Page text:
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The Creation of a Review Mechanism for the UN Convention Against Transnational Organized Crime and Its Protocols

  • Cecily Rose (a1)

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1 United Nations Convention Against Transnational Organized Crime and the Protocols Thereto, Nov. 15, 2000, 2225 UNTS 209 (entered into force Sept. 29, 2003) [hereinafter UNTOC].

2 Protocol to Prevent, Suppress, Punish Trafficking in Persons, Especially Women and Children, Supplementing the United Nations Convention Against Transnational Organized Crime, Nov. 15, 2000, 2237 UNTS 319 (entered into force Dec. 25, 2003) [hereinafter Trafficking Protocol]; Protocol Against the Smuggling of Migrants by Land, Sea and Air, Supplementing the United Nations Convention Against Transnational Organized Crime, Nov. 15, 2000, 2241 UNTS 507 (entered into force Jan. 28, 2004) [hereinafter Smuggling Protocol]; Protocol Against the Illicit Manufacturing of and Trafficking in Firearms, Their Parts and Components and Ammunition, Supplementing the United Nations Convention Against Transnational Organized Crime, May 31, 2001, 2326 UNTS 208 (entered into force June 3, 2005) [hereinafter Firearms Protocol].

3 Ratification levels for the Protocols are lower and varied. The Trafficking Protocol has 174 states parties, the Smuggling Protocol has 149 states parties, and the Firearms Protocol has 118 states parties. For an analysis of the ratification level of the Smuggling Protocol, see Andreas Schloenhardt & Hamish MacDonald, Barriers to Ratification of the United Nations Protocol Against the Smuggling of Migrants, 7 Asian J. Int'l L. 13 (2017).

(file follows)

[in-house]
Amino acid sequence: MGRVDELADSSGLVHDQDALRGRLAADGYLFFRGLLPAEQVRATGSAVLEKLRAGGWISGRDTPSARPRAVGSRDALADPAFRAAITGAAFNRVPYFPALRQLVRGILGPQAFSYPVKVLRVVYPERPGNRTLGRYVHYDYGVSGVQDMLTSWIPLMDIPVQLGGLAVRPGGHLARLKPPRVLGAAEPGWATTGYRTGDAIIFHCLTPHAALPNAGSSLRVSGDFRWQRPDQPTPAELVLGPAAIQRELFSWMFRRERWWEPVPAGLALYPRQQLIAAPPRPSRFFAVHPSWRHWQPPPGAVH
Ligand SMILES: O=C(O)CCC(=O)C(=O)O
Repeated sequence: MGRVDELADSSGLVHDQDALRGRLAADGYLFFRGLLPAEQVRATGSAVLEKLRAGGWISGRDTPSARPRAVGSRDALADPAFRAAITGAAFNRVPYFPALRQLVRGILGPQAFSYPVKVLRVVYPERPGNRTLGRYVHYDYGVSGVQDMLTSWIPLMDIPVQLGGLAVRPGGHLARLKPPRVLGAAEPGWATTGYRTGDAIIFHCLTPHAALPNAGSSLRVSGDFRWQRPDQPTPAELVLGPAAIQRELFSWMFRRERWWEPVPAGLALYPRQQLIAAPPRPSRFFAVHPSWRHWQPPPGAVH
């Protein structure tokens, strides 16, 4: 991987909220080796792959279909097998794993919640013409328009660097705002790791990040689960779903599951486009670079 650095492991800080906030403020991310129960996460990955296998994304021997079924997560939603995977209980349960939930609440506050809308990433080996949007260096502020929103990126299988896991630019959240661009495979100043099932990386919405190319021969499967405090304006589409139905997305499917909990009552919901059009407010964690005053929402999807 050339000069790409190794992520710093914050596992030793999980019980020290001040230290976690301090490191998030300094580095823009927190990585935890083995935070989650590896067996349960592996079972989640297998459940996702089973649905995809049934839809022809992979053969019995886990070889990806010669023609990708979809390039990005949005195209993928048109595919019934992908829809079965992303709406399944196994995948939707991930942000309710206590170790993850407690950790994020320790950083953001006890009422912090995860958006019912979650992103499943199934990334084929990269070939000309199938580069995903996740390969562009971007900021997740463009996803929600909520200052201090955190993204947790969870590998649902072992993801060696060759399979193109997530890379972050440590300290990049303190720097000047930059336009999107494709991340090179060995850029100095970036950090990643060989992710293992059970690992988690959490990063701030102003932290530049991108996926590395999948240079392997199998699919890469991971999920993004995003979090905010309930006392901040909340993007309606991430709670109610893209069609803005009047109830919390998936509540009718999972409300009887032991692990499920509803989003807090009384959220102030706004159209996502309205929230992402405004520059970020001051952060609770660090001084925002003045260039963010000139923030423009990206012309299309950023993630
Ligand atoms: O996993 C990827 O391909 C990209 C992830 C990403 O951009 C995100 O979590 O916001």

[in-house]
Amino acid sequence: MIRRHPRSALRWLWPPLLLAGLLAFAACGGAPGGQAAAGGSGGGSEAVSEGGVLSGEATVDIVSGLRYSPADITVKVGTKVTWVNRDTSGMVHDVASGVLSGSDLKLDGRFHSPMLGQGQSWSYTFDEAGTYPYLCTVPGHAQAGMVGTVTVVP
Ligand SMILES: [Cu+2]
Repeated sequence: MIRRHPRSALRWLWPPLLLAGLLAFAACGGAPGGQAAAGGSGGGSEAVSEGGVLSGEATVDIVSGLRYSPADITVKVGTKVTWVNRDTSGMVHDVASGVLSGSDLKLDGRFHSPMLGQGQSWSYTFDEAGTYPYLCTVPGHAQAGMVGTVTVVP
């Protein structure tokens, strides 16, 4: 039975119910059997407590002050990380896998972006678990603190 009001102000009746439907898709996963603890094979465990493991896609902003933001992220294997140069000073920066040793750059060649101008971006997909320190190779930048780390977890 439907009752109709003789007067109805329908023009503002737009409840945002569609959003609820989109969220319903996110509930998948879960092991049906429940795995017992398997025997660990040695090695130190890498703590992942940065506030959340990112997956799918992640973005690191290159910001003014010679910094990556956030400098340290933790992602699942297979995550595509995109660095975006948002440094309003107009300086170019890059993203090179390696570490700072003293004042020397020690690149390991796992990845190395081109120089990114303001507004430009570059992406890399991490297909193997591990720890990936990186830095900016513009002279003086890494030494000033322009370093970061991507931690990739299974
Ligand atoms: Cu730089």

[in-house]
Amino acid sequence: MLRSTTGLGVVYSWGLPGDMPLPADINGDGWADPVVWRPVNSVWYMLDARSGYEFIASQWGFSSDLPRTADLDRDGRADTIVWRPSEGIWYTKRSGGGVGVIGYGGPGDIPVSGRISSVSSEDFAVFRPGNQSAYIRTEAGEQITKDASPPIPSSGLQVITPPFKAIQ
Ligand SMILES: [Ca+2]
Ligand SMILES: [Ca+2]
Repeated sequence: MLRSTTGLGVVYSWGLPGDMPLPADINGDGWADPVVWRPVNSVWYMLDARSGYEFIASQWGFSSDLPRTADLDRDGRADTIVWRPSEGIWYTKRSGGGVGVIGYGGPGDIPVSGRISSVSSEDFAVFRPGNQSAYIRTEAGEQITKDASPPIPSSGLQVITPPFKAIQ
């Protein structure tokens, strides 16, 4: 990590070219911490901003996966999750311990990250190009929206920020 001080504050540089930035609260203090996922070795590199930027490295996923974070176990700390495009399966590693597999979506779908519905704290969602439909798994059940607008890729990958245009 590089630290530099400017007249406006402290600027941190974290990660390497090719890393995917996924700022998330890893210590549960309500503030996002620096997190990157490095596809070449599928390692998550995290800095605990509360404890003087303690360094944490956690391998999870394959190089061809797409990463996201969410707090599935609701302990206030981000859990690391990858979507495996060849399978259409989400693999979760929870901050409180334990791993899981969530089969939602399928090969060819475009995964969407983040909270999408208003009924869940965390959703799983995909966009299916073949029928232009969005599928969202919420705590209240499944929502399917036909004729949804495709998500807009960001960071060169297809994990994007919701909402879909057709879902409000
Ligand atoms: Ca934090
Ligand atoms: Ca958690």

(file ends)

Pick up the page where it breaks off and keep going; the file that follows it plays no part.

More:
4 Boister, Neil, The Cooperation Provisions of the UN Convention Against Transnational Organised Crime: A “Toolbox” Rarely Used?, 16 Int'l Crim. L. Rev. 39 (2016).

5 United Nations Convention Against Corruption, Oct. 31, 2003, 2349 UNTS 41 (entered into force Dec. 14, 2005) [hereinafter UNCAC].

6 UNTOC, supra note 1, Article 2(a) defines “organized criminal group” as “a structured group of three or more persons, existing for a period of time and acting in concert with the aim of committing one or more serious crimes or offences established in accordance with this Convention, in order to obtain, directly or indirectly, a financial or other material benefit.” UNTOC Article 2(c) defines a “structured group” as a “group that is not randomly formed for the immediate commission of an offence and that does not need to have formally defined roles for its members, continuity of its membership or a developed structure.”

7 Neil Boister, An Introduction to Transnational Criminal Law 132–34 (2018).

8 Id.

9 Id.

10 Trafficking Protocol, supra note 2, Article 3(a) defines “trafficking in persons” as “the recruitment, transportation, transfer, harbouring or receipt of persons, by means of the threat or use of force or other forms of coercion, of abduction, of fraud, of deception, of the abuse of power or of a position of vulnerability or of the giving or receiving of payments or benefits to achieve the consent of a person having control over another person, for the purpose of exploitation. Exploitation shall include, at a minimum, the exploitation of the prostitution of others or other forms of sexual exploitation, forced labour or services, slavery or practices similar to slavery, servitude or the removal of organs.”

11 Smuggling Protocol, supra note 2, Article 3(a) defines the “smuggling of migrants” as “the procurement, in order to obtain, directly or indirectly, a financial or other material benefit, of the illegal entry of a person into a State Party of which the person is not a national or a permanent resident.”

12 Firearms Protocol, supra note 2, Art. 3(a)–(e).

13 Trafficking Protocol, supra note 2, Art. 4; Smuggling Protocol, supra note 2, Art. 4; Firearms Protocol, supra note 2, Art 4(1); UNTOC, supra note 1, Arts. 2(a), 3(2).

14 Trafficking Protocol, supra note 2, Art. 7(1).

15 UNTOC, supra note 1, Article 32(1) provides that “A Conference of the Parties to the Convention is hereby established to improve the capacity of States Parties to combat transnational organized crime and to promote and review the implementation of this Convention.”

16 UNTOC, supra note 1, Article 32(4) provides that “the Conference of the Parties shall acquire the necessary knowledge of the measures taken by States Parties in implementing this Convention and the difficulties encountered by them in doing so through information provided by them and through such supplemental review mechanisms as may be established by the Conference of the Parties.”